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You don't say it best when you say nothing at all

Ellis Croft
Negotiation Say Or Do I Not [Converted]
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Inflation. Supply chain pressures. The war for talent. Scarcity. Energy costs. The factors driving prices north are all around us as we start the year. It might not be the most exciting of topics – we’re all trying to ignore the news about our utility bills, or is that just me? - but put it this way: the price of Hobnobs is likely to increase this year, and by more than 5%. If you’re one of the millions of folk currently enjoying the benefits of working from home, this is not the kind of news you’re likely to welcome. It’s a generalisation - but for many of us in commercial environments, the annual conversation about price increases of any significance has been something of a rarity since the 2008 financial crisis. So much so, that for some these conversations will be joltingly new – whilst for many others, the muscle memory of dealing with noticeable price increases will feel weak-kneed at best.

Just about everywhere we look, finances are being squeezed – personal and corporate. The question then becomes: what do we do about this? Whether we’re asking for, or resisting, price increases, how should we best go about it? Either way, the other party is unlikely to acquiesce, at least straight away. And few of us enjoy the role of bearing bad news. The trouble with that is that we can become reluctant to share it, and that rarely helps. More often than not it produces the opposite effect, making these conversations more difficult and complex.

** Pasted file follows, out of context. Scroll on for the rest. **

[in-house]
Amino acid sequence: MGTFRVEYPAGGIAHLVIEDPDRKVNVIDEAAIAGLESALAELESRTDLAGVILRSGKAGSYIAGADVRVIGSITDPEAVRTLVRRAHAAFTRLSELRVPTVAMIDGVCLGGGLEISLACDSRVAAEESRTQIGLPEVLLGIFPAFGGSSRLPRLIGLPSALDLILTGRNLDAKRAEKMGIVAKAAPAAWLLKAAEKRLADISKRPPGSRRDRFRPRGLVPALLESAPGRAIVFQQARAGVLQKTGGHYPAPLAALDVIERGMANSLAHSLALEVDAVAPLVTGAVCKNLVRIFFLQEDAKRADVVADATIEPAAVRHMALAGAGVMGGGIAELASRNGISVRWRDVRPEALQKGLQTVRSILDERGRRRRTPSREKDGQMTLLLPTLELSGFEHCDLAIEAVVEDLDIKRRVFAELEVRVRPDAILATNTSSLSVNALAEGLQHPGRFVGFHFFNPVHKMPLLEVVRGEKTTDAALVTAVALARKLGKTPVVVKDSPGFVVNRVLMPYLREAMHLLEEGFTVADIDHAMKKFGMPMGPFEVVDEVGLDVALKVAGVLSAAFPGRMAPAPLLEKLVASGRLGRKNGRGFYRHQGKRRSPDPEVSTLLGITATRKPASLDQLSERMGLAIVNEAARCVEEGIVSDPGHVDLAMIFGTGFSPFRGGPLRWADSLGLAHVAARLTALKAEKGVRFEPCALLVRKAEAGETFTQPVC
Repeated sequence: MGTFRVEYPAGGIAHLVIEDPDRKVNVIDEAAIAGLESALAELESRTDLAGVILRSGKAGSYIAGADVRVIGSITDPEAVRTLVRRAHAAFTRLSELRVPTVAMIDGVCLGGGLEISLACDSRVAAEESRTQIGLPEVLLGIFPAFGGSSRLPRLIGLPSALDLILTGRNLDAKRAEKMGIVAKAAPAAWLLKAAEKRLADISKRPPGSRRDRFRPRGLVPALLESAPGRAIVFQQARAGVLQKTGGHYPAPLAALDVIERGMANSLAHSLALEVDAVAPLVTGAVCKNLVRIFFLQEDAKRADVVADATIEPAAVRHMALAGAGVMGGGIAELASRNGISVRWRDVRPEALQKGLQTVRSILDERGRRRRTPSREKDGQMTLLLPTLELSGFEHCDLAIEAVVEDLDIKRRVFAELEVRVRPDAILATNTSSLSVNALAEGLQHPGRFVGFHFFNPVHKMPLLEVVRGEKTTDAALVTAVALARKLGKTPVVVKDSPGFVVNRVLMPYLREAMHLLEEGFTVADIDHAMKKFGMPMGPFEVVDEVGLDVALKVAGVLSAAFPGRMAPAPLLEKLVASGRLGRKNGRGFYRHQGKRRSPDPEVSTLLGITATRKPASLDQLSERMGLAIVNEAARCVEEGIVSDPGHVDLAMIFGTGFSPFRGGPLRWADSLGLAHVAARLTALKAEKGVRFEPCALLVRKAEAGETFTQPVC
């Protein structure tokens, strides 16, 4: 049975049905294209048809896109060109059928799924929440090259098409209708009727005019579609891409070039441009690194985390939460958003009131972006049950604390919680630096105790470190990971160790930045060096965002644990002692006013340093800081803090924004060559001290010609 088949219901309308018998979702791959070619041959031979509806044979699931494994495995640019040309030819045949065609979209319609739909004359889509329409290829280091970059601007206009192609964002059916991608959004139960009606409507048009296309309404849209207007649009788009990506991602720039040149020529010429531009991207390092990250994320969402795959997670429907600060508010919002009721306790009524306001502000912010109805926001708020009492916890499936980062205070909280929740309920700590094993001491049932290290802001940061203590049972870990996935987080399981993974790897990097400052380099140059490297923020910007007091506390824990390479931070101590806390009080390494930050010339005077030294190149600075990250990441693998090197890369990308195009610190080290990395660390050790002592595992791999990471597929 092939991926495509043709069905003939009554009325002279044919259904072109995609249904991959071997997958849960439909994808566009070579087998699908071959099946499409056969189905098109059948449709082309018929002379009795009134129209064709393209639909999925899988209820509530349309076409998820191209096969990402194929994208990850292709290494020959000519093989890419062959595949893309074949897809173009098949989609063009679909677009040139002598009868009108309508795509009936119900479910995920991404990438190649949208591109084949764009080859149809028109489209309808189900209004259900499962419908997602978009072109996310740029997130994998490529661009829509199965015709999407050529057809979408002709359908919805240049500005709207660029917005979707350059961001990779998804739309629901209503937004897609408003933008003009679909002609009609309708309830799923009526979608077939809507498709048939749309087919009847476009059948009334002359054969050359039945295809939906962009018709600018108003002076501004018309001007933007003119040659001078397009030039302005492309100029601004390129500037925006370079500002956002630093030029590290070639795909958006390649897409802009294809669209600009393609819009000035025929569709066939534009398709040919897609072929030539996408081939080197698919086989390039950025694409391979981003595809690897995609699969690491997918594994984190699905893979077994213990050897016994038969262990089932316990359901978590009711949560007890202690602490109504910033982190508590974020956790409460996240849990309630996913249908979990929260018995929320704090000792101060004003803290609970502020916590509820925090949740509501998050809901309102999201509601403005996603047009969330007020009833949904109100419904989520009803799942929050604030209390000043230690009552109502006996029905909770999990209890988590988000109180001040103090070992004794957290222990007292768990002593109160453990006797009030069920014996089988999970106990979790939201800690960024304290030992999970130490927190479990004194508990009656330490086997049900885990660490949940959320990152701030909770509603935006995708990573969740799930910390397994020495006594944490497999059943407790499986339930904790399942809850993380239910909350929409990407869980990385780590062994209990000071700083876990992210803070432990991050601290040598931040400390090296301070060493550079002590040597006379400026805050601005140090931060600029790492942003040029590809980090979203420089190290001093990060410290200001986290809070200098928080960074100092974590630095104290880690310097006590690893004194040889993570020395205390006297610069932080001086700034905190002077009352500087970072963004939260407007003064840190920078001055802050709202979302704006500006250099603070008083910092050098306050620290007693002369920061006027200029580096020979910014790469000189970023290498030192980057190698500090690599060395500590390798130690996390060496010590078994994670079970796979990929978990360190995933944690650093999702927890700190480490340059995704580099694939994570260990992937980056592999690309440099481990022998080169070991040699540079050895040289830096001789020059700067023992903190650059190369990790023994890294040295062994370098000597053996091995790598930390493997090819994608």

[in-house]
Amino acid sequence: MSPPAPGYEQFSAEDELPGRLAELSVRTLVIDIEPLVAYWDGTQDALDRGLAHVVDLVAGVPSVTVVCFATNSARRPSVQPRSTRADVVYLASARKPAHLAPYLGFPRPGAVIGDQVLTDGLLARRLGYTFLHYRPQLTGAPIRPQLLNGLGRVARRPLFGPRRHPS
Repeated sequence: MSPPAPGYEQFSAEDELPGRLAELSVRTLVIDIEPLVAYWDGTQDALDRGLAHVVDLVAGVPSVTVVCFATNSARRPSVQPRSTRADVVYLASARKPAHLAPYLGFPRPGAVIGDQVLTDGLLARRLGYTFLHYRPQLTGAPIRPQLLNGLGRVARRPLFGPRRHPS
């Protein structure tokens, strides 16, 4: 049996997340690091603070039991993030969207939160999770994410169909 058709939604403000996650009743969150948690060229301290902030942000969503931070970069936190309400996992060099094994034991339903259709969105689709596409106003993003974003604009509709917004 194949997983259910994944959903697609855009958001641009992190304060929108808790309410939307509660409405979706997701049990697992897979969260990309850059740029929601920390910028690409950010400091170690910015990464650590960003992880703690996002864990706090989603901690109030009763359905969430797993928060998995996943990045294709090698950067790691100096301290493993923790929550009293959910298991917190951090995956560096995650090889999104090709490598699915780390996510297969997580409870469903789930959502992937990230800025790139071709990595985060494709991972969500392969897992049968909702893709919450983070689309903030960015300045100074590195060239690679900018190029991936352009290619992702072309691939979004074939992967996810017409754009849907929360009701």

I remember a long conversation with a supplier a few years ago. I avoided mentioning the fact that my budget would not extend to their new pricing. We got on very well, and I kept on telling myself that preserving that relationship was why I was keeping this rather unwelcome piece of information from coming to light. Rather unfortunately, my silence on the matter was – understandably – taken as tacit agreement to their new pricing. So when I eventually disclosed the fact that we would be unable to retain the supplier’s services on the basis of their proposed increase, it made matters worse. Why hadn’t I been open? Was budget really the problem? And, so on – I had opened a can of worms. While I can never be certain that being open sooner would have changed that, the vast majority of subsequent conversations with other suppliers were far more productive when that hesitation was removed. We may not enjoy sharing unwelcome news with our customers or our suppliers, but doing so as soon as is reasonable is almost always better than waiting. And thinking about it, what we’re waiting for – our supplier to voluntarily offer a discount, or our customer asking how much more we would like them to pay – is not a particularly likely avenue of conversation.

However, being transparent and upfront about bad news is one thing – but it doesn’t mean the other party will simply accept your position, grateful that you broke bad news early on. The key consideration for me would be: can I do a deal if the other party is unaware of this information? If the answer was no, or probably not, then how to release that information in a way that structured expectations in my favour would be the challenge I’d set myself. The urge to bury bad news and hope for the best is entirely natural, but best avoided.

Ellis Croft
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